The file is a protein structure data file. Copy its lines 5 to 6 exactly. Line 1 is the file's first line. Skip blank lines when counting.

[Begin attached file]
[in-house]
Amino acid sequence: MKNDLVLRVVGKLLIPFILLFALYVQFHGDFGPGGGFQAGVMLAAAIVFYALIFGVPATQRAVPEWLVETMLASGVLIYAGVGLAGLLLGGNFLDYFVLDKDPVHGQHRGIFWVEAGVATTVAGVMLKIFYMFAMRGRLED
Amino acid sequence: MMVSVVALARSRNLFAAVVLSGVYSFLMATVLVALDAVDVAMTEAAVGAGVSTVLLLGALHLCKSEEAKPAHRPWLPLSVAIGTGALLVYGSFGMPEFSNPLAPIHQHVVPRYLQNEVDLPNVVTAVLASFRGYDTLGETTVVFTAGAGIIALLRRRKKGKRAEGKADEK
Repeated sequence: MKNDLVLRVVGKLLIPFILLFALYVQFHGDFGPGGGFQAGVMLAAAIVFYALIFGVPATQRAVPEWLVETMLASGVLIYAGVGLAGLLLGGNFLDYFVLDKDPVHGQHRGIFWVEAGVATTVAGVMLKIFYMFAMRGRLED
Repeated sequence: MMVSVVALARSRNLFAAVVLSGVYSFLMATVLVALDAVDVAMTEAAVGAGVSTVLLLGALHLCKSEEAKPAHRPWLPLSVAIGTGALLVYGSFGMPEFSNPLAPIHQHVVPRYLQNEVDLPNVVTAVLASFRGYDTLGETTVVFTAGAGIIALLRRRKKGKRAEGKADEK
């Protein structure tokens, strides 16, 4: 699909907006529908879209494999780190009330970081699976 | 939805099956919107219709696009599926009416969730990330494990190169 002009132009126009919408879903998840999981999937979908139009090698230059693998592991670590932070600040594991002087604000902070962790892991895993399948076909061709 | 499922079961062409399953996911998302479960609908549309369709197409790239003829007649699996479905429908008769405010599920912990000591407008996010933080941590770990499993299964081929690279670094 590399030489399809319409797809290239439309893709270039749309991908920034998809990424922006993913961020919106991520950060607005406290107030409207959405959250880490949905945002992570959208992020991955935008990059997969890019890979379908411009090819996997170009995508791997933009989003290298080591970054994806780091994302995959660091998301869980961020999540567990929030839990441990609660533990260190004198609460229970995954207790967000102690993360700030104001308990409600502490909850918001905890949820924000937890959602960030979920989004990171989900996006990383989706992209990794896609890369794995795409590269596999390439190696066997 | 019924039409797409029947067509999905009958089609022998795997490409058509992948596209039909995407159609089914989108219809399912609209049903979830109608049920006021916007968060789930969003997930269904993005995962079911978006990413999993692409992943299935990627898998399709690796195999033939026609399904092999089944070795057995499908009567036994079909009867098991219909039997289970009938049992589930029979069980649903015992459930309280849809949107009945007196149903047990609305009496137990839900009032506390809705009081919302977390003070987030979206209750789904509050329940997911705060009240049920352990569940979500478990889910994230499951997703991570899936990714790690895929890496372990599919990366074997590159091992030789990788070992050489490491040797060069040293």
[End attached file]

Repeated sequence: MMVSVVALARSRNLFAAVVLSGVYSFLMATVLVALDAVDVAMTEAAVGAGVSTVLLLGALHLCKSEEAKPAHRPWLPLSVAIGTGALLVYGSFGMPEFSNPLAPIHQHVVPRYLQNEVDLPNVVTAVLASFRGYDTLGETTVVFTAGAGIIALLRRRKKGKRAEGKADEK
């Protein structure tokens, strides 16, 4: 699909907006529908879209494999780190009330970081699976 | 939805099956919107219709696009599926009416969730990330494990190169 002009132009126009919408879903998840999981999937979908139009090698230059693998592991670590932070600040594991002087604000902070962790892991895993399948076909061709 | 499922079961062409399953996911998302479960609908549309369709197409790239003829007649699996479905429908008769405010599920912990000591407008996010933080941590770990499993299964081929690279670094 590399030489399809319409797809290239439309893709270039749309991908920034998809990424922006993913961020919106991520950060607005406290107030409207959405959250880490949905945002992570959208992020991955935008990059997969890019890979379908411009090819996997170009995508791997933009989003290298080591970054994806780091994302995959660091998301869980961020999540567990929030839990441990609660533990260190004198609460229970995954207790967000102690993360700030104001308990409600502490909850918001905890949820924000937890959602960030979920989004990171989900996006990383989706992209990794896609890369794995795409590269596999390439190696066997 | 019924039409797409029947067509999905009958089609022998795997490409058509992948596209039909995407159609089914989108219809399912609209049903979830109608049920006021916007968060789930969003997930269904993005995962079911978006990413999993692409992943299935990627898998399709690796195999033939026609399904092999089944070795057995499908009567036994079909009867098991219909039997289970009938049992589930029979069980649903015992459930309280849809949107009945007196149903047990609305009496137990839900009032506390809705009081919302977390003070987030979206209750789904509050329940997911705060009240049920352990569940979500478990889910994230499951997703991570899936990714790690895929890496372990599919990366074997590159091992030789990788070992050489490491040797060069040293």